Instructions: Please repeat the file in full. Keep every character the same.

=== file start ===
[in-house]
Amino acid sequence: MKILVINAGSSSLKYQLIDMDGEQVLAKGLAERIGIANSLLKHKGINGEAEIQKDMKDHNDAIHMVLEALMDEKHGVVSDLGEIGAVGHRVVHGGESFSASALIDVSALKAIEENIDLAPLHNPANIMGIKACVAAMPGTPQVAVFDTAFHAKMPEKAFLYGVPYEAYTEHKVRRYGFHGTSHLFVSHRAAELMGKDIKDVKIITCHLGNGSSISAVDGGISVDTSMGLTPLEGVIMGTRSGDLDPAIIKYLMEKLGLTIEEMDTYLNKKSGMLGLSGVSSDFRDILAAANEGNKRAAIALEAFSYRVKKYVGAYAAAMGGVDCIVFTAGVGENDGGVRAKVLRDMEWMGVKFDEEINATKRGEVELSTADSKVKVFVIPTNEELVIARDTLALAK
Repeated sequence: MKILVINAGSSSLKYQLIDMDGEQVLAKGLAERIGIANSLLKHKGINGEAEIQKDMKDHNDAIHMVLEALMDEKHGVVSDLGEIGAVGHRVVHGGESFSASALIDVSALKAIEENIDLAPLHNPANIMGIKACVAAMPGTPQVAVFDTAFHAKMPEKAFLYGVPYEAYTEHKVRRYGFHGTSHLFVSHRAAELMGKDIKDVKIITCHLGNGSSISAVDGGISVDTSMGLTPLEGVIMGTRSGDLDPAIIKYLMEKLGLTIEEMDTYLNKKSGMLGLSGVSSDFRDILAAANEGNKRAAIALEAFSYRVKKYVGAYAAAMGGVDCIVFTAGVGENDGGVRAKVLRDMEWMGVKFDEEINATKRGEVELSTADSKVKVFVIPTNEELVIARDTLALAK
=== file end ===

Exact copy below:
[in-house]
Amino acid sequence: MKILVINAGSSSLKYQLIDMDGEQVLAKGLAERIGIANSLLKHKGINGEAEIQKDMKDHNDAIHMVLEALMDEKHGVVSDLGEIGAVGHRVVHGGESFSASALIDVSALKAIEENIDLAPLHNPANIMGIKACVAAMPGTPQVAVFDTAFHAKMPEKAFLYGVPYEAYTEHKVRRYGFHGTSHLFVSHRAAELMGKDIKDVKIITCHLGNGSSISAVDGGISVDTSMGLTPLEGVIMGTRSGDLDPAIIKYLMEKLGLTIEEMDTYLNKKSGMLGLSGVSSDFRDILAAANEGNKRAAIALEAFSYRVKKYVGAYAAAMGGVDCIVFTAGVGENDGGVRAKVLRDMEWMGVKFDEEINATKRGEVELSTADSKVKVFVIPTNEELVIARDTLALAK
Repeated sequence: MKILVINAGSSSLKYQLIDMDGEQVLAKGLAERIGIANSLLKHKGINGEAEIQKDMKDHNDAIHMVLEALMDEKHGVVSDLGEIGAVGHRVVHGGESFSASALIDVSALKAIEENIDLAPLHNPANIMGIKACVAAMPGTPQVAVFDTAFHAKMPEKAFLYGVPYEAYTEHKVRRYGFHGTSHLFVSHRAAELMGKDIKDVKIITCHLGNGSSISAVDGGISVDTSMGLTPLEGVIMGTRSGDLDPAIIKYLMEKLGLTIEEMDTYLNKKSGMLGLSGVSSDFRDILAAANEGNKRAAIALEAFSYRVKKYVGAYAAAMGGVDCIVFTAGVGENDGGVRAKVLRDMEWMGVKFDEEINATKRGEVELSTADSKVKVFVIPTNEELVIARDTLALAK